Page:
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St Giles, Matlock, Derbyshire

20/02/2015: The churchyard at St Giles is well stocked with interesting headstones. The bulk of the church was rebuilt in 1871, only the tower is 15th century. During that rebuild (there were other major 'restorations' earlier) the facade of the old porch, dated 1636, was resited against the south wall of the tower, leaving it looking a little lost and pointless. That corner of the churchyard also has a range of odds and ends of architectural offcuts and uprooted stones, some old and worth preserving. One beautiful small discarded stone is for Francis T Bradwall who died in 1706. The stone has raised lettering and a lovely raised rope border.

James Pearson died in 1838, two and a half years before his wife, so he didn't get to see the way their joint headstone was bungled after she died. Her name was, I believe, Ann. The name is carved there on the headstone, but it was previously inscribed with the name Mary - in the same spot. After the error was discovered it looks as though the letters of Mary were filled with a mortar of some kind and then Ann carved over the top. The mortar is now mostly gone so we can see both sets of cuts. This kind of error isn't as rare as you might think, I describe a few more examples here.

Edward Rowson, who died in 1747, may have been a cutler. His headstone features carvings of two knives below the text.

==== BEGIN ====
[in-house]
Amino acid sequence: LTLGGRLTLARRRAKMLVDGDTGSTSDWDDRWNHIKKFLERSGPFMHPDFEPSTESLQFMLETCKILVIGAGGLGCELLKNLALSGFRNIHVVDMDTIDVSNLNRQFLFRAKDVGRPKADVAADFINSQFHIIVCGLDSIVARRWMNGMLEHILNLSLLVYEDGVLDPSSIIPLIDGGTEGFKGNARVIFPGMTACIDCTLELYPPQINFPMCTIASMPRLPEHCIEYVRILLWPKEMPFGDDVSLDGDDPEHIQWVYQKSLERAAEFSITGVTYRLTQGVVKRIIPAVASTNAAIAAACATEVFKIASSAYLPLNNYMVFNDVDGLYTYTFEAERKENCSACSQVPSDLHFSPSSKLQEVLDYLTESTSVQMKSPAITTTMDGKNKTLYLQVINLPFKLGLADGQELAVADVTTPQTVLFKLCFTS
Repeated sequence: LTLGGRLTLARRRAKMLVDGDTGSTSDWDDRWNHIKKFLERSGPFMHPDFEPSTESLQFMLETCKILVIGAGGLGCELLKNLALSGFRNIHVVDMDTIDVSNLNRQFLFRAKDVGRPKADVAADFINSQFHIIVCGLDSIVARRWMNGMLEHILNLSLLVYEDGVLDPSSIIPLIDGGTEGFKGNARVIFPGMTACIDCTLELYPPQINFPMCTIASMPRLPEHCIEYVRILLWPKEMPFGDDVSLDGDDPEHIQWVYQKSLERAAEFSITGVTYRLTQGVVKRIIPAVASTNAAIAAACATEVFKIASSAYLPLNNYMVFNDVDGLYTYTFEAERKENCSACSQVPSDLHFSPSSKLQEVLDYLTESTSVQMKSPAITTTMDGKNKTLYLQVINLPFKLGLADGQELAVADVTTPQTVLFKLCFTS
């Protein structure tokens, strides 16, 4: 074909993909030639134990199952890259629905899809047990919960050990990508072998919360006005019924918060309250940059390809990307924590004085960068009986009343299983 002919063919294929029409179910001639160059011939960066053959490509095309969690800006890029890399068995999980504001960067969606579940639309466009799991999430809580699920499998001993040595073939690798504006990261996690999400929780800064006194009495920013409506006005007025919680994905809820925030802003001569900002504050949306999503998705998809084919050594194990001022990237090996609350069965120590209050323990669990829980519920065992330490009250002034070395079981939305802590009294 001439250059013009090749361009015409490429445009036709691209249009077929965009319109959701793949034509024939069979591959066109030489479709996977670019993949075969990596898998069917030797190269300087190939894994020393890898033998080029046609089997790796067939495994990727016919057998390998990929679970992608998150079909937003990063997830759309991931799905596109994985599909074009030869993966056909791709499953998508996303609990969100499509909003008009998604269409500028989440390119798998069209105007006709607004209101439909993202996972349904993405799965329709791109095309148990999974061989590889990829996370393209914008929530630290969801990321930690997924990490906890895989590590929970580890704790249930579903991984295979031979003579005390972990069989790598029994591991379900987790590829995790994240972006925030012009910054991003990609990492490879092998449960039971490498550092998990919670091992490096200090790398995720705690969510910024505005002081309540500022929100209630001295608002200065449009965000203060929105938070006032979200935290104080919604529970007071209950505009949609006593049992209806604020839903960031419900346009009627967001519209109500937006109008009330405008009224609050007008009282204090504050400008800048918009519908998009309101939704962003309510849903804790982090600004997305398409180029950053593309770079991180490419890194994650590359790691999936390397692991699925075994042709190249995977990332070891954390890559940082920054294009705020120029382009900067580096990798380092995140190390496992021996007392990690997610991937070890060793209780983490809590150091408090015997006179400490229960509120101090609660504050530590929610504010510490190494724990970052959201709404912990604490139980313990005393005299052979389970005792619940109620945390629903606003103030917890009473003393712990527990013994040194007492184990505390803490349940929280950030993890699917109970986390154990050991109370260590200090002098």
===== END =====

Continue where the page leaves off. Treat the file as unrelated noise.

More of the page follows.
Joseph Dakin buried his two young wives just five years apart. After burying his second wife in 1854, only two months later he buried his daughter by his first wife. The exact date is not known as the day of the month has been crudely effaced. From what is left it looks like the original text was August 1ST, but the 1 and most of the S has gone.

In the late 19th century George and Ann Farnsworth decided on a side-by-side design for their slate headstone. The upper part is divided in two with an arched design leaving space for his and her details. Ann died first in 1878 and her details were nicely carved in the right hand window. The lower part of the stone gives details of two of their children; Hannah Elizabeth died in 1855 aged 5 years 5 months and 15 days, Thomas died in 1873 aged 28. The execution of the lettering for Ann is not as skilled as that of their children, but so far there is nothing exceptional about this headstone.

However, when George died in 1892 and his details were added to the left hand window at the top of the headstone, it all went horribly wrong. The lines of letters are reasonably spaced, more or less centered and about the right size, but it looks as though they were carved by someone who had never done the job before. And they might have done it in the dark. This is clearly the work of someone who has never seen letters being carved. I do tend to pick out the bad, the ugly and the faulty on headstones, so just as an antidote, after looking at the excruciatingly bad lettering by which we remember George Farnsworth, take a look at the achingly beautiful stone for Elizabeth and Ann Tunnicliff at Mappleton.

Matlock has several memorials which feature copper plaques set into the surface of a stone. One table-tomb, in the form of a pedestal, has seven individual plaques, one of which is a beautiful example of the hand engraver's art.

A copper plaque on another headstone records the death of John Ballington who drowned in 1777. The plaque says, "Oh Cruel death; with me why so Severe, to snatch me from a Wife & Children dear, Nor suffer me a last Farewell to take, But plung'd me deep into a Mirey lake".

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